In Europe (one of the supposed “this ingredient is banned here but not in the US” jurisdictions), there is actually no restriction on the maximum amount of talc that can be used in cosmetics – so they are also deemed safe for use at levels of up to 100%. The only restriction is that for “powdery products intended to be used for children under three years of age” only, such products should carry a label that says “Keep powder away from children's nose and mouth”. So yes, technically it is true that the EU does “restrict” the use of talc more than the US – but this restriction is really more about labelling baby powder than about actually not allowing talc for use in cosmetics, as baby powder can be comprised of 100% talc in the EU. As far as cosmetics are concerned, it’s also allowed for use at up to 100% without any labelling necessary, but a lot of fearmongering sites stretch the truth and make it sound that the EU is in some way limiting the use of talc in cosmetics in a way that the US is not.
In Canada, there is also regulation similar to that of the EU. In Canada, for “products in powder form intended for infants and children”, the product must carry labels like “Keep out of reach of children" and "Keep powder away from child's face to avoid inhalation which can cause breathing problems." So like the EU, there is also special labelling required for baby powder, and there is also no limit on the maximum amount of talc allowed in baby powder. And, like the EU, as far as cosmetics is concerned, there is no restriction on the maximum amount of talc allowed in the use of cosmetics, and also no special labelling requirements necessary.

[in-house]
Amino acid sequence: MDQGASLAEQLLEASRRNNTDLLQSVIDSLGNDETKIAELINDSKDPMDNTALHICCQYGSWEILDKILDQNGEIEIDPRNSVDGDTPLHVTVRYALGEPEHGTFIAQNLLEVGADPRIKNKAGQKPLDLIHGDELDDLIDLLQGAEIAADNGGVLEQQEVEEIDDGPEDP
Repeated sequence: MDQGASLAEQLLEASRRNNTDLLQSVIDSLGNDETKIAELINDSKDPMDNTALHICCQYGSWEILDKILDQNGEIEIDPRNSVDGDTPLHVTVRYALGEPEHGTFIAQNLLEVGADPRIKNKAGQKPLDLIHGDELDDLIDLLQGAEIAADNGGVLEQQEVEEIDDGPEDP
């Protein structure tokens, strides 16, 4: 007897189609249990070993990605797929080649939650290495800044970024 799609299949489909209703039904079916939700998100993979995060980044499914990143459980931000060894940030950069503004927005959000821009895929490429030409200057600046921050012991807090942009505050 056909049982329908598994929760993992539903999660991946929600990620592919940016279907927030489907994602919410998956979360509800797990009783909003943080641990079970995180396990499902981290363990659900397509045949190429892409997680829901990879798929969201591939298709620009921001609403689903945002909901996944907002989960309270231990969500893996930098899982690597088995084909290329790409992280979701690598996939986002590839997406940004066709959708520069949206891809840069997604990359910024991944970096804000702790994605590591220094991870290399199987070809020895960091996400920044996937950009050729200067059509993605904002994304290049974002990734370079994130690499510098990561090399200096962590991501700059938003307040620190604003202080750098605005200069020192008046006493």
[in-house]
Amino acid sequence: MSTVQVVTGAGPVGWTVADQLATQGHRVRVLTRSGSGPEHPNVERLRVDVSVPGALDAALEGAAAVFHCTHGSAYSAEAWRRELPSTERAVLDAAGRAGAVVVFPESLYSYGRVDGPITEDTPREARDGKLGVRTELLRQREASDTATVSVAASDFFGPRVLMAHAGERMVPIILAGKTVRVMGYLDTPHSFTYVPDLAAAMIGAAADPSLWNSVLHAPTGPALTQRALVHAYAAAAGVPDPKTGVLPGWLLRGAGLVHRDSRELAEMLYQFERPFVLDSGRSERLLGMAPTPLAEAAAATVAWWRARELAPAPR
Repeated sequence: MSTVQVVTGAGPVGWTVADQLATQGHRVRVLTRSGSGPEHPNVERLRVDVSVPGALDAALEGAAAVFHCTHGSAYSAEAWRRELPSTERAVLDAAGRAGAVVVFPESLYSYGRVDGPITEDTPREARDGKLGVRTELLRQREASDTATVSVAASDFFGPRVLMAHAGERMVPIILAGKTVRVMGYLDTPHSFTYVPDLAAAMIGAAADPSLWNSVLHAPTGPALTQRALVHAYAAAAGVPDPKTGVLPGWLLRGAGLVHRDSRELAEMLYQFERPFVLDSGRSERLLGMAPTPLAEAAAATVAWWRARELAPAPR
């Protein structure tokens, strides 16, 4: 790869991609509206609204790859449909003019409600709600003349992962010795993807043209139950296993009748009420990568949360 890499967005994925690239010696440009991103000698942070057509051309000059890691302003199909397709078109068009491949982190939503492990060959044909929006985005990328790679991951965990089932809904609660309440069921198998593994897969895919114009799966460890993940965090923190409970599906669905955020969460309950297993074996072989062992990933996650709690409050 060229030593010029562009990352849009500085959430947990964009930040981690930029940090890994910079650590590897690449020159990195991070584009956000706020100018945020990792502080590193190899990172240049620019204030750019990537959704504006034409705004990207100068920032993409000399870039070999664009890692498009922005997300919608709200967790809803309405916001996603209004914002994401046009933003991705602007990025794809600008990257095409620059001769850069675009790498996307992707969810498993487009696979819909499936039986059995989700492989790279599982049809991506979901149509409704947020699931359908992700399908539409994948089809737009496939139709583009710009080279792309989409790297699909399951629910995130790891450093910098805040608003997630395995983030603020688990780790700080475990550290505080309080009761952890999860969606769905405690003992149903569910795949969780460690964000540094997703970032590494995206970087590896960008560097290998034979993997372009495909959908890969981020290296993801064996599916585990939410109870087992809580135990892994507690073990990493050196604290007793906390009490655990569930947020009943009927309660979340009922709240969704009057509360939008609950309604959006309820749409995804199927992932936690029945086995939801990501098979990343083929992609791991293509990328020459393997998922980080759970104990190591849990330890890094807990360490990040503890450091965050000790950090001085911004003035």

On the other side of the globe, in Japan, the system is slightly different, and works by exclusion. Japan has a “negative list", meaning that all cosmetic ingredients are allowed, unless they are on the list. This negative list includes both banned ingredients (which are not allowed at all) as well as ingredients that are allowed, but up to a maximum limit (e.g. a preservative might be allowed but not in amounts exceeding 0.1%). The negative list contains no mention of talc at all, so clearly talc is safe for use in Japan as well.
TL;DR: Talc is safe to use, but if you want to be cautious, avoid perineal usage (Image source)
TL;DR: So, should I still use talc, and products with talc?
Looking at what we've established, and what the science on balance says, we know that:
1. Talc is not similar to asbestos
2. Talc as used in cosmetics today doesn't have asbestos
3. Talc doesn't cause skin irritation, or lung cancer
4. The link between talc and ovarian cancer in perineal use is mixed and somewhat tenuous
5. Talc has a long history of being studied for its safety, and it has mostly been found to be safe
So, given what we know, my personal view is that:
1. If you're using talc in cosmetics, it's fine
Talc applied to skin has low irritation, and it isn't going to cause lung cancer. So, just don't apply it to places with burns, cuts, open wounds, or an otherwise compromised skin barrier, and you're probably alright.
2. If you're applying it perineally, the science is mixed, but if you're concerned, then don't use it down there